A lack of new technologies will see Thailand’s smartphone market grow only slightly to between 17.2 million and 17.4 million handsets in 2017, while Chinese brands are expected to double their market share to 30%, especially in the high-end market, according to a forecast by the Kasikorn Research Center.
Unlike the move from 2G to 3G, or even from 3G to 4G, the lack of a compelling need to upgrade will see growth slow to 1.8-2.9% by number or 3-4.5% by value. 2016 saw 8.3% and 5% growth respectively.
According to the report, two factors affecting growth forecasts are a lackluster economic recovery and the fact that telcos had already aggressively campaigned for people to upgrade to their first smartphone throughout 2016 – thus, users who had not bought one by now are unlikely to switch.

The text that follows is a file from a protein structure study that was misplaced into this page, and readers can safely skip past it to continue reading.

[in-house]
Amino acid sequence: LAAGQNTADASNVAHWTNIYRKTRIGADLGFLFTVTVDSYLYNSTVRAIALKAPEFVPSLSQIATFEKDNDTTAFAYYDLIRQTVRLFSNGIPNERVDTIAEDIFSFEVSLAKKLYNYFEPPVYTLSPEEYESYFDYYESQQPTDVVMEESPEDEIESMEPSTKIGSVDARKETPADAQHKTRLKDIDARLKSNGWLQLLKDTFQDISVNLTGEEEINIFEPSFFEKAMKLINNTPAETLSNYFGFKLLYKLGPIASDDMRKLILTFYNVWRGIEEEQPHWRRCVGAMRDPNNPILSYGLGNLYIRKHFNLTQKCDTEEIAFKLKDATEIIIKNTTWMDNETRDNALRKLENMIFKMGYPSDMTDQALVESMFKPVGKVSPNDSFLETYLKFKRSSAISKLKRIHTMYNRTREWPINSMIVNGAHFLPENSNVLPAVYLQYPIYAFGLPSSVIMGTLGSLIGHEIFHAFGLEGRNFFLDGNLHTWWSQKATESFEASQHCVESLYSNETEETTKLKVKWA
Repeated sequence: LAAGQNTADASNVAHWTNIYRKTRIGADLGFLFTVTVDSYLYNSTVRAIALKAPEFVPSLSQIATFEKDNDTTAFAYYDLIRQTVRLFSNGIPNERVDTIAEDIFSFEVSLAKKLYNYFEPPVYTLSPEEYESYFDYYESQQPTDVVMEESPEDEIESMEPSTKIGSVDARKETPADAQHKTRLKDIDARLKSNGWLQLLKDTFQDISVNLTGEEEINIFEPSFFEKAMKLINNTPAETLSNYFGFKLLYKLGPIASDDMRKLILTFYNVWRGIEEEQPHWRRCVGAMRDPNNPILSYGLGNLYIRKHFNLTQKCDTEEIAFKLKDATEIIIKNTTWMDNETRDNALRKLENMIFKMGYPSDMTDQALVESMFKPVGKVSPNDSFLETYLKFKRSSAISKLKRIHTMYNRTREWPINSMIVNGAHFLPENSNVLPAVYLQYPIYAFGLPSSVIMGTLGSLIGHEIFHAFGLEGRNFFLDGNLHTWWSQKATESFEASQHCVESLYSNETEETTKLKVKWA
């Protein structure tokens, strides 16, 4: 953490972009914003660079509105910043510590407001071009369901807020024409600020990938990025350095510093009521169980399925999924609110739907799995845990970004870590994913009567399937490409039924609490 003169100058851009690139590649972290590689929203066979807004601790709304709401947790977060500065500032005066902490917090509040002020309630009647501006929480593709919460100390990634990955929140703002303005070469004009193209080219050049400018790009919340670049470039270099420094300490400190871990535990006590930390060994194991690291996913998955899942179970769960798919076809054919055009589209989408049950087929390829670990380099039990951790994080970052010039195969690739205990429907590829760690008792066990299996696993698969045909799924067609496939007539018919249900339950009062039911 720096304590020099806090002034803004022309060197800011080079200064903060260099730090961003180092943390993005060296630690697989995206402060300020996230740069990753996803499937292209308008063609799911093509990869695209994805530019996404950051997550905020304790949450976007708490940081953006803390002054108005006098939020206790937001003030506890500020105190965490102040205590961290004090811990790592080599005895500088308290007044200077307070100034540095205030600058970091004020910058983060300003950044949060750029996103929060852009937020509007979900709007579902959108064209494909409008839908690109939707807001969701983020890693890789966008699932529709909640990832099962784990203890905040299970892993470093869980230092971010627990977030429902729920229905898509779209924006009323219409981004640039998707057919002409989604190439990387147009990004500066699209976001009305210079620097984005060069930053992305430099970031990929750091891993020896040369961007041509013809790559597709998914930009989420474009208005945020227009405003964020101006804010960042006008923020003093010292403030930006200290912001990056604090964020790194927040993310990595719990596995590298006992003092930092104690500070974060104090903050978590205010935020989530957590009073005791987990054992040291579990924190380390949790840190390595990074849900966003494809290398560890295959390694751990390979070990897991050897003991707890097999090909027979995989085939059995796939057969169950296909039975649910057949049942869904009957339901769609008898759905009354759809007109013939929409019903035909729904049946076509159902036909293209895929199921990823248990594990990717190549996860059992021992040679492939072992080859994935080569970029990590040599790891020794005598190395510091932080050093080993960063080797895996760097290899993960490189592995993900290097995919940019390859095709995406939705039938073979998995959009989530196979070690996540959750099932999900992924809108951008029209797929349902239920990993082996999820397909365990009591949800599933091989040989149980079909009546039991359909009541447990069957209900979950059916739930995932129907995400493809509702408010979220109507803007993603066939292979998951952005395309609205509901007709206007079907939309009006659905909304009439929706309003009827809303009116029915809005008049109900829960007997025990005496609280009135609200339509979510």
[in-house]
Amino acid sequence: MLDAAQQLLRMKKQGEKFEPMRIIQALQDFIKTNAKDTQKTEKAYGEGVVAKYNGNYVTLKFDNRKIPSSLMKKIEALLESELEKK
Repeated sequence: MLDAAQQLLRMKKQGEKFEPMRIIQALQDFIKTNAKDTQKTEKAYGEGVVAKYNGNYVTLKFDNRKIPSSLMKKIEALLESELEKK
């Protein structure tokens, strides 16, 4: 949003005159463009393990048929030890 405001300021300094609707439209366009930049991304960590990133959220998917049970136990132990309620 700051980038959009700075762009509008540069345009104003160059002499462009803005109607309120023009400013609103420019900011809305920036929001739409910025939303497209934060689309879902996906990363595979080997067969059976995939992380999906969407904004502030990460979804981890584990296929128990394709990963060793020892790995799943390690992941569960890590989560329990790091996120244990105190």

Kasikorn said that it talked to both handset vendors and telcos, and that we can expect aggressive 0% installment plans, call packages, discounts and packaging, along with accessories such as loudspeakers as they fight for the saturated market of replacement and second phones.
Chinese brands are expected to take a big slice out of the high end ($425+) market from the South Korean and American incumbents – again, thanks to the slowing economy that will force people to economize. However, it expects sales of top flagship handsets to be relatively steady as Thailand still has a significant segment of users who are very brand-conscious.
Mid-range phones ($110-$425) will make up 50.7% of the market and consists of students and people of average means who are replacing their 2-3 year old handsets.
As for entry-level (sub $110) phones, the researchers said that there is no real future for house brands to focus on this market. In 2016, there was a need to provide house brand phones due to the 2G switch-off, but now that the switch-off is history, there is simply no need or demand in this segment.